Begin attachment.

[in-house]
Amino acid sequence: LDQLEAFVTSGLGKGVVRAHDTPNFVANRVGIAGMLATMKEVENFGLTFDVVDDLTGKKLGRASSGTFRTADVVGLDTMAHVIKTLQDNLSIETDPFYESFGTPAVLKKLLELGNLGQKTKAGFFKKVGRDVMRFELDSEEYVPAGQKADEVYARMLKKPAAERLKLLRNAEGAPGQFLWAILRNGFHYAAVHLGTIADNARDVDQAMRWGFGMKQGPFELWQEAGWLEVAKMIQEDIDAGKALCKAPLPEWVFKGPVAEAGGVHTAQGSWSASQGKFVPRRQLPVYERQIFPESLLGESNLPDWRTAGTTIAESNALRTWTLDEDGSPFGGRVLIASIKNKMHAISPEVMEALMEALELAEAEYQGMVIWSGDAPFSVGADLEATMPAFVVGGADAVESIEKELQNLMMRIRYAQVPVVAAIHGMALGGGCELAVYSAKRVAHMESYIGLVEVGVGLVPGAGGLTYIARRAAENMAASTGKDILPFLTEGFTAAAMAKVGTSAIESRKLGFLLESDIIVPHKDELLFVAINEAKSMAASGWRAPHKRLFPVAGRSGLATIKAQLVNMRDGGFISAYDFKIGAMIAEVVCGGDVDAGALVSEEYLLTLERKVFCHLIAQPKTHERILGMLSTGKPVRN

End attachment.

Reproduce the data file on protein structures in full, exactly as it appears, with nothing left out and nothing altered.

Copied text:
[in-house]
Amino acid sequence: LDQLEAFVTSGLGKGVVRAHDTPNFVANRVGIAGMLATMKEVENFGLTFDVVDDLTGKKLGRASSGTFRTADVVGLDTMAHVIKTLQDNLSIETDPFYESFGTPAVLKKLLELGNLGQKTKAGFFKKVGRDVMRFELDSEEYVPAGQKADEVYARMLKKPAAERLKLLRNAEGAPGQFLWAILRNGFHYAAVHLGTIADNARDVDQAMRWGFGMKQGPFELWQEAGWLEVAKMIQEDIDAGKALCKAPLPEWVFKGPVAEAGGVHTAQGSWSASQGKFVPRRQLPVYERQIFPESLLGESNLPDWRTAGTTIAESNALRTWTLDEDGSPFGGRVLIASIKNKMHAISPEVMEALMEALELAEAEYQGMVIWSGDAPFSVGADLEATMPAFVVGGADAVESIEKELQNLMMRIRYAQVPVVAAIHGMALGGGCELAVYSAKRVAHMESYIGLVEVGVGLVPGAGGLTYIARRAAENMAASTGKDILPFLTEGFTAAAMAKVGTSAIESRKLGFLLESDIIVPHKDELLFVAINEAKSMAASGWRAPHKRLFPVAGRSGLATIKAQLVNMRDGGFISAYDFKIGAMIAEVVCGGDVDAGALVSEEYLLTLERKVFCHLIAQPKTHERILGMLSTGKPVRN